Yeah, But Does It Swing?
posted: 11/17/08 @ 05:17:am
Originally featured in the Tucson Jazz Society newsletter
Duke Ellington said “It Don’t Mean A Thing If It Ain’t Got That Swing”, and ain’t that right? But what exactly is swing? It’s definition is as varied as the word “jazz” itself. "Swing" is a stylistic period in jazz history, the Benny Goodman era, big bands, etc. "Swing" is also used to refer to the rhythmic feel used in “straight ahead” jazz - characterized by a fragmented eighth-note triplet feel where the first two beats of the triplet are tied, and the remaining triplet beat acts as the upbeat - the classic “bang-spang-a-lang-spang-a-lang” groove that fuels 90% of all “classic” jazz. "Swing" also describes a type of music that was popular in the late 1990’s at the height of the martini/cigar boom. “Neo Swing” was a result of Punk/Ska and Rock oriented bands of “swing opportunists” learning how to play simple jazz chord progressions and scat sing Betty Boop phrases. Zoot suits were snapped up from vintage clothing stores along with two-toned shoes and gangster hats. This music, while popular with the college crowd never gained much credence with the jazz audience, and the vast majority of the music produced did NOT swing.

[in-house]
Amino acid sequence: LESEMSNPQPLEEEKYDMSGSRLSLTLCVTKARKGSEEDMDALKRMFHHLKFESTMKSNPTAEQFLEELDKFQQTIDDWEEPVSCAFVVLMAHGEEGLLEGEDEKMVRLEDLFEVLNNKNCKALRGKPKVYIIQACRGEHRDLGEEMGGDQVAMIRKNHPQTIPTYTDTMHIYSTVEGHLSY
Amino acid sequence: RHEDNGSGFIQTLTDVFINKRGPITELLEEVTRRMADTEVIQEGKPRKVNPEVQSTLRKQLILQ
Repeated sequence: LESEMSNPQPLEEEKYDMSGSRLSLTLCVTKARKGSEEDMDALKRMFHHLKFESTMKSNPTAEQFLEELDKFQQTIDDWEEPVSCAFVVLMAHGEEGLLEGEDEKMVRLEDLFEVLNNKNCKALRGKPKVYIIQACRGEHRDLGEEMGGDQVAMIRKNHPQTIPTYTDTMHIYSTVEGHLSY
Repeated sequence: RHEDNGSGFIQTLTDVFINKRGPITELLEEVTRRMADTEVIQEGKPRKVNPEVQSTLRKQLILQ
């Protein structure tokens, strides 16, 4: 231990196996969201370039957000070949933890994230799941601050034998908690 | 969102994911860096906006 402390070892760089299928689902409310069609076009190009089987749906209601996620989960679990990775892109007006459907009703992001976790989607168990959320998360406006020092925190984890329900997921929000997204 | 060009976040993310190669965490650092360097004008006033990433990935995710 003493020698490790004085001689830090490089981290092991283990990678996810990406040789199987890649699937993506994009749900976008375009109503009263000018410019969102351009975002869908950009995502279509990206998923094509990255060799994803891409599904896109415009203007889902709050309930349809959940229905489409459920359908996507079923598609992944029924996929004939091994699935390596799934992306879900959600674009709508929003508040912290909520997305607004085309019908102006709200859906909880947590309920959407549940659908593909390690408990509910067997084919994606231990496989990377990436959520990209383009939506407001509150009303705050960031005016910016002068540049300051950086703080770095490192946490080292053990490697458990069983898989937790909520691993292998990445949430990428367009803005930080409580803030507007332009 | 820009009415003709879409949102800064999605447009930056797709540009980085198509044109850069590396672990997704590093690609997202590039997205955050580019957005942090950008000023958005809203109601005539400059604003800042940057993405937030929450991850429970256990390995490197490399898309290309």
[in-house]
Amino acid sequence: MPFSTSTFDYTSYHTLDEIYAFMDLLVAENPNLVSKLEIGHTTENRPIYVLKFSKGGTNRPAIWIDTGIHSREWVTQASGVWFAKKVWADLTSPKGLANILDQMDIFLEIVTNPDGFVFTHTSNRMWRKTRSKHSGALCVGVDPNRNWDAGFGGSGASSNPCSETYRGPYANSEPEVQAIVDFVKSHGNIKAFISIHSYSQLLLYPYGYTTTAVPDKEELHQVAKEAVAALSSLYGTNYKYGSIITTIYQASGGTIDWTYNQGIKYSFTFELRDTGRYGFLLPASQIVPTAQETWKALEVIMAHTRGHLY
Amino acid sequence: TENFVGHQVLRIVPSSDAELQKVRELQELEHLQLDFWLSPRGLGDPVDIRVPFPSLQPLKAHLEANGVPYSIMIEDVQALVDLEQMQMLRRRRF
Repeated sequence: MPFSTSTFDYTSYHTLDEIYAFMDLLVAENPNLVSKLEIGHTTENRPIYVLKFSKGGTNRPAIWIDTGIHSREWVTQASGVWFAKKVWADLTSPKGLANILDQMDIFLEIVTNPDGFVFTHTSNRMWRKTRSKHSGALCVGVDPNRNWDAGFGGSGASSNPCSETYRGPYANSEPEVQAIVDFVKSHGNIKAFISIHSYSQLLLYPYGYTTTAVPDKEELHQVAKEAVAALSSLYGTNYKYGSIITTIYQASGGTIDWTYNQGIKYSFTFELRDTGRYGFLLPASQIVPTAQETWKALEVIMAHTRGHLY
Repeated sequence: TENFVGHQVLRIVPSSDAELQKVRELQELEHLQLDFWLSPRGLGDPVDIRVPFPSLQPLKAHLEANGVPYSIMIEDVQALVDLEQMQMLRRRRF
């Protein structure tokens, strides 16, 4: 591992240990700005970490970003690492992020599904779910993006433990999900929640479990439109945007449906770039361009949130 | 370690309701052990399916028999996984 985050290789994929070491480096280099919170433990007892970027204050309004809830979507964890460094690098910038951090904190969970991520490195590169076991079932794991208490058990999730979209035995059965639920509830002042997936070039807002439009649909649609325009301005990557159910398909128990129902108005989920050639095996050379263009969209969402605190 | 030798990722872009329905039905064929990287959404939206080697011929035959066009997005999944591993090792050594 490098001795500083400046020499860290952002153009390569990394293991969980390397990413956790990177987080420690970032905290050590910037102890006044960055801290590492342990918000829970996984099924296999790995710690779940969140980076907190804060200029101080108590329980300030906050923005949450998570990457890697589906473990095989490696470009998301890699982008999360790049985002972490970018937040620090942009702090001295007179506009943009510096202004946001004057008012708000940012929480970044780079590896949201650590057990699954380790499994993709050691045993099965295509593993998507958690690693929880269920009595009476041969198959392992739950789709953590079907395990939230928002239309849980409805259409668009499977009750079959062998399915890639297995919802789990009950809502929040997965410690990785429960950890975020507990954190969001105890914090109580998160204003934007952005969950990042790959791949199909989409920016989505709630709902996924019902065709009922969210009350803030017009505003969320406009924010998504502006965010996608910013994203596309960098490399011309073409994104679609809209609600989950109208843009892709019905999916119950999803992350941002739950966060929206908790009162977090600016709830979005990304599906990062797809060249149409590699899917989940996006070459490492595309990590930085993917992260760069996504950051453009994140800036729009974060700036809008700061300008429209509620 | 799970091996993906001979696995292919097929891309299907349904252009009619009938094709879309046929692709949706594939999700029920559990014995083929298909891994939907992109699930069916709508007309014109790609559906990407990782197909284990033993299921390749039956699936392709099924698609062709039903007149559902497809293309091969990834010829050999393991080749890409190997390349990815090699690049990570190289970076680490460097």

So, what is swing? Here's my definition: “Swing is the unquantifiable life-force that exists in music of all styles. It is the perfect melding of rhythmic synchronicity, melodic forward motion and harmonic function that produces a state of euphoria in both the performer and listener.” You can’t weigh it on a scale, but when it’s present, it’s very heavy indeed. If you think of it this way, swing is not style specific. Yeah, Count Basie swings—but so does Led Zeppelin, just in a different way.
What about music that doesn’t swing? Can listeners tell? Apparently not everyone is capable of making the distinction. There are many technically adept, melodically clever, entertaining performers out there that have built their careers on their audience’s lack of discernment. If someone plays a lot of notes, gesticulates wildly, or has an expression of soulful purpose on their face, it doesn’t necessarily mean they’re swinging. By my definition, swing creates a sense of euphoria in both the performer and listener. Have you ever left a concert with that walking-on-air feeling? Like you’ve just experienced a glimpse into something that was bigger than the world as we know it? Whether it was BeBop or Berlioz, chances are it was swinging. Have you ever been to a show and even though you didn’t understand the music, you found yourself bobbing your head, or tapping your foot? The swing was there. Have you ever gone to a concert, fully expecting to be knocked out by a favorite performer, and left feeling disappointed, maybe even drained from sitting there for 2 hours? More likely than not, they were not swinging.